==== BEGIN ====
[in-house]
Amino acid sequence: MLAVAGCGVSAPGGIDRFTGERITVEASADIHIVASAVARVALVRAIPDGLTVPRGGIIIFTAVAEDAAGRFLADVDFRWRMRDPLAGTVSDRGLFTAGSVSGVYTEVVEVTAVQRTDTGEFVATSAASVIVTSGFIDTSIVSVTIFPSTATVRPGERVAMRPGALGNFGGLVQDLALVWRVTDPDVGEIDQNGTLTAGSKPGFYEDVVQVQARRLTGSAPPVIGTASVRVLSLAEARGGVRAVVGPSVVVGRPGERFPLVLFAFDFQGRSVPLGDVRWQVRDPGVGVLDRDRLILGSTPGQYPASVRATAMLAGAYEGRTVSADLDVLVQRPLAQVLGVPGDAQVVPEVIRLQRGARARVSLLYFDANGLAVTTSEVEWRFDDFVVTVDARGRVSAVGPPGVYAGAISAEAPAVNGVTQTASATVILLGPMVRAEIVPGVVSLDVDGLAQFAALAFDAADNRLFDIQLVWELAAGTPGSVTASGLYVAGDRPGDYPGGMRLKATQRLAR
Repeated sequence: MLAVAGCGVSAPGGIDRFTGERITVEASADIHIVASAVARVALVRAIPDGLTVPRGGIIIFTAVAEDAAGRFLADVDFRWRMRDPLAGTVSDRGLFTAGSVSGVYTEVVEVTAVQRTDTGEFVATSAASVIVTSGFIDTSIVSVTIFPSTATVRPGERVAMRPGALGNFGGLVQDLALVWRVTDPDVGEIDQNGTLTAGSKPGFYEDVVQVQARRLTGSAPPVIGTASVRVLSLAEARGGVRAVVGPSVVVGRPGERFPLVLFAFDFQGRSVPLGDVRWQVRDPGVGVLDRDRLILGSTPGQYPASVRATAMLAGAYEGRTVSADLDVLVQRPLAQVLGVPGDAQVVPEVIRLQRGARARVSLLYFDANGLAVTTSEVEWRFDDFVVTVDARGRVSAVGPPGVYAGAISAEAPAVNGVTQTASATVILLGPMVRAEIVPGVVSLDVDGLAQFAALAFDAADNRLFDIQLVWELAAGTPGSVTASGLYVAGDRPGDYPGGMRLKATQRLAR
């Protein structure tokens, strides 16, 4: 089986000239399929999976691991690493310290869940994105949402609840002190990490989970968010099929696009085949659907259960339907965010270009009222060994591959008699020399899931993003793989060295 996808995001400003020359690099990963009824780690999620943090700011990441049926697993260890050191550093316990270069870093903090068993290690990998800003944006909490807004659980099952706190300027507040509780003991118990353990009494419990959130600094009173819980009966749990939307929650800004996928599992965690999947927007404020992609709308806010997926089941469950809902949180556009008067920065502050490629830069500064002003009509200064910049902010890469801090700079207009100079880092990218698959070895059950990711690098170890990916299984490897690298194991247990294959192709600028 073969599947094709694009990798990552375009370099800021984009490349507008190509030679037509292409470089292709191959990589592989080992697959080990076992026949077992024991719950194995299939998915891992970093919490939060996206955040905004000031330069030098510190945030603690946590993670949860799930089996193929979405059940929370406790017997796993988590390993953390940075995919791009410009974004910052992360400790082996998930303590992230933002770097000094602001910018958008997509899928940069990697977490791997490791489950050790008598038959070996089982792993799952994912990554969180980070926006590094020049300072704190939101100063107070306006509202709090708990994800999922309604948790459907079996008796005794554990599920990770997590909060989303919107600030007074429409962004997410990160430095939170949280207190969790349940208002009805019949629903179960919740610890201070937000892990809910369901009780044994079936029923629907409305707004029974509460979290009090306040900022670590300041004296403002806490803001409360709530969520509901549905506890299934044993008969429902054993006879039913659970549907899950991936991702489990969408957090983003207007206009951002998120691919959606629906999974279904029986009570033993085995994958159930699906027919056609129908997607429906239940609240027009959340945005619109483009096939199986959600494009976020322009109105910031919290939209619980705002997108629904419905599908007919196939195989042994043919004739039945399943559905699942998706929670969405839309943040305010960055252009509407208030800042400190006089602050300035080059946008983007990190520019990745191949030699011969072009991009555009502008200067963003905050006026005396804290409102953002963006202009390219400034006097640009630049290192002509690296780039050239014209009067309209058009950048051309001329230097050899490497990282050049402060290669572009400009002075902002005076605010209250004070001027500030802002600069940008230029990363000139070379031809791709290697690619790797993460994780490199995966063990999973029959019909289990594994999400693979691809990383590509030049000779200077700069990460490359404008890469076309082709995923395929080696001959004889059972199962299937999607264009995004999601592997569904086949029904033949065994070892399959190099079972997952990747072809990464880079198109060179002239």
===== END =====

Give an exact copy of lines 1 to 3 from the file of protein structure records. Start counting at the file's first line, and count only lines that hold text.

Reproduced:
[in-house]
Amino acid sequence: MLAVAGCGVSAPGGIDRFTGERITVEASADIHIVASAVARVALVRAIPDGLTVPRGGIIIFTAVAEDAAGRFLADVDFRWRMRDPLAGTVSDRGLFTAGSVSGVYTEVVEVTAVQRTDTGEFVATSAASVIVTSGFIDTSIVSVTIFPSTATVRPGERVAMRPGALGNFGGLVQDLALVWRVTDPDVGEIDQNGTLTAGSKPGFYEDVVQVQARRLTGSAPPVIGTASVRVLSLAEARGGVRAVVGPSVVVGRPGERFPLVLFAFDFQGRSVPLGDVRWQVRDPGVGVLDRDRLILGSTPGQYPASVRATAMLAGAYEGRTVSADLDVLVQRPLAQVLGVPGDAQVVPEVIRLQRGARARVSLLYFDANGLAVTTSEVEWRFDDFVVTVDARGRVSAVGPPGVYAGAISAEAPAVNGVTQTASATVILLGPMVRAEIVPGVVSLDVDGLAQFAALAFDAADNRLFDIQLVWELAAGTPGSVTASGLYVAGDRPGDYPGGMRLKATQRLAR
Repeated sequence: MLAVAGCGVSAPGGIDRFTGERITVEASADIHIVASAVARVALVRAIPDGLTVPRGGIIIFTAVAEDAAGRFLADVDFRWRMRDPLAGTVSDRGLFTAGSVSGVYTEVVEVTAVQRTDTGEFVATSAASVIVTSGFIDTSIVSVTIFPSTATVRPGERVAMRPGALGNFGGLVQDLALVWRVTDPDVGEIDQNGTLTAGSKPGFYEDVVQVQARRLTGSAPPVIGTASVRVLSLAEARGGVRAVVGPSVVVGRPGERFPLVLFAFDFQGRSVPLGDVRWQVRDPGVGVLDRDRLILGSTPGQYPASVRATAMLAGAYEGRTVSADLDVLVQRPLAQVLGVPGDAQVVPEVIRLQRGARARVSLLYFDANGLAVTTSEVEWRFDDFVVTVDARGRVSAVGPPGVYAGAISAEAPAVNGVTQTASATVILLGPMVRAEIVPGVVSLDVDGLAQFAALAFDAADNRLFDIQLVWELAAGTPGSVTASGLYVAGDRPGDYPGGMRLKATQRLAR